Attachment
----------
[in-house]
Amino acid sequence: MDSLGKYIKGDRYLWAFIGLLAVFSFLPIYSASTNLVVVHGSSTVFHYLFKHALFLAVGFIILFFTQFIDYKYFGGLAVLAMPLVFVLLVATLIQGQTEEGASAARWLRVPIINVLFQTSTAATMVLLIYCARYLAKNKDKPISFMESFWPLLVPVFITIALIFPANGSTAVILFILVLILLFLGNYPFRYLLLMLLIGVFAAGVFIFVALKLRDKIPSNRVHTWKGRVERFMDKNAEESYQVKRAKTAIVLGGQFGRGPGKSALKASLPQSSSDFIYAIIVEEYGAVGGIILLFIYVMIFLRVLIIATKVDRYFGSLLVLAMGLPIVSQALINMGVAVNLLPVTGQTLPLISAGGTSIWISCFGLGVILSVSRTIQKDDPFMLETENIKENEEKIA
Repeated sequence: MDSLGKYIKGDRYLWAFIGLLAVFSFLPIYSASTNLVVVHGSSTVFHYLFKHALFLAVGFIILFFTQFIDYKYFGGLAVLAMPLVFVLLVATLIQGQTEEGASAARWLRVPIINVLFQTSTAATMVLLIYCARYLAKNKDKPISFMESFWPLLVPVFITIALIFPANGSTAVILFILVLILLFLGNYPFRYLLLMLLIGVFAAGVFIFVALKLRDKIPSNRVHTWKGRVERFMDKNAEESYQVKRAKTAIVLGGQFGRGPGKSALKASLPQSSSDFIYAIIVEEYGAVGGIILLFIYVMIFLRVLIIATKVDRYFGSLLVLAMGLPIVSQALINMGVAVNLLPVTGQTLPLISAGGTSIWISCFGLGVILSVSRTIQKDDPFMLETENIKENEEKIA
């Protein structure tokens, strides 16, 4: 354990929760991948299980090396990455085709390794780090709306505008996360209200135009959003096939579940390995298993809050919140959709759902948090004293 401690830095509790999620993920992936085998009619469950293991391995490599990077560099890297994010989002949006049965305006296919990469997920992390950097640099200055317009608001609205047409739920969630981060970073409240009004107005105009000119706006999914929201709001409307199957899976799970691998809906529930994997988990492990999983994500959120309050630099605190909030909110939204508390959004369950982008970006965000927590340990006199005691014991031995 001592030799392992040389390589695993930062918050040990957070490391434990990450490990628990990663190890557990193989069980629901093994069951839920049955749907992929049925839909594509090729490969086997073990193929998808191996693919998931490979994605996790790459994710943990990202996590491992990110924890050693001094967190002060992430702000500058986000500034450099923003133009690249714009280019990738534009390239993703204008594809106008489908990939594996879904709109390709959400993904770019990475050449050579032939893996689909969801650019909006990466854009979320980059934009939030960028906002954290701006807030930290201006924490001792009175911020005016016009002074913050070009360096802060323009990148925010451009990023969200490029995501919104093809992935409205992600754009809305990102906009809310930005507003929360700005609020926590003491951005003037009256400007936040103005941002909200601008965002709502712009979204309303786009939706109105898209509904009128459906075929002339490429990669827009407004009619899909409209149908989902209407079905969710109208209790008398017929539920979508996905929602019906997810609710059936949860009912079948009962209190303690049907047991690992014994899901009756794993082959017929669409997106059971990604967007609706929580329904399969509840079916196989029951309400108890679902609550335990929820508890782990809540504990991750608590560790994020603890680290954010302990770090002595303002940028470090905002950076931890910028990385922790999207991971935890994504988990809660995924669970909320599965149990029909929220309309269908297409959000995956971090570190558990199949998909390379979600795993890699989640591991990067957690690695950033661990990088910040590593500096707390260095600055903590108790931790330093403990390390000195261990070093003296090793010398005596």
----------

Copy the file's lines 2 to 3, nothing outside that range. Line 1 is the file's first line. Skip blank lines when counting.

Amino acid sequence: MDSLGKYIKGDRYLWAFIGLLAVFSFLPIYSASTNLVVVHGSSTVFHYLFKHALFLAVGFIILFFTQFIDYKYFGGLAVLAMPLVFVLLVATLIQGQTEEGASAARWLRVPIINVLFQTSTAATMVLLIYCARYLAKNKDKPISFMESFWPLLVPVFITIALIFPANGSTAVILFILVLILLFLGNYPFRYLLLMLLIGVFAAGVFIFVALKLRDKIPSNRVHTWKGRVERFMDKNAEESYQVKRAKTAIVLGGQFGRGPGKSALKASLPQSSSDFIYAIIVEEYGAVGGIILLFIYVMIFLRVLIIATKVDRYFGSLLVLAMGLPIVSQALINMGVAVNLLPVTGQTLPLISAGGTSIWISCFGLGVILSVSRTIQKDDPFMLETENIKENEEKIA
Repeated sequence: MDSLGKYIKGDRYLWAFIGLLAVFSFLPIYSASTNLVVVHGSSTVFHYLFKHALFLAVGFIILFFTQFIDYKYFGGLAVLAMPLVFVLLVATLIQGQTEEGASAARWLRVPIINVLFQTSTAATMVLLIYCARYLAKNKDKPISFMESFWPLLVPVFITIALIFPANGSTAVILFILVLILLFLGNYPFRYLLLMLLIGVFAAGVFIFVALKLRDKIPSNRVHTWKGRVERFMDKNAEESYQVKRAKTAIVLGGQFGRGPGKSALKASLPQSSSDFIYAIIVEEYGAVGGIILLFIYVMIFLRVLIIATKVDRYFGSLLVLAMGLPIVSQALINMGVAVNLLPVTGQTLPLISAGGTSIWISCFGLGVILSVSRTIQKDDPFMLETENIKENEEKIA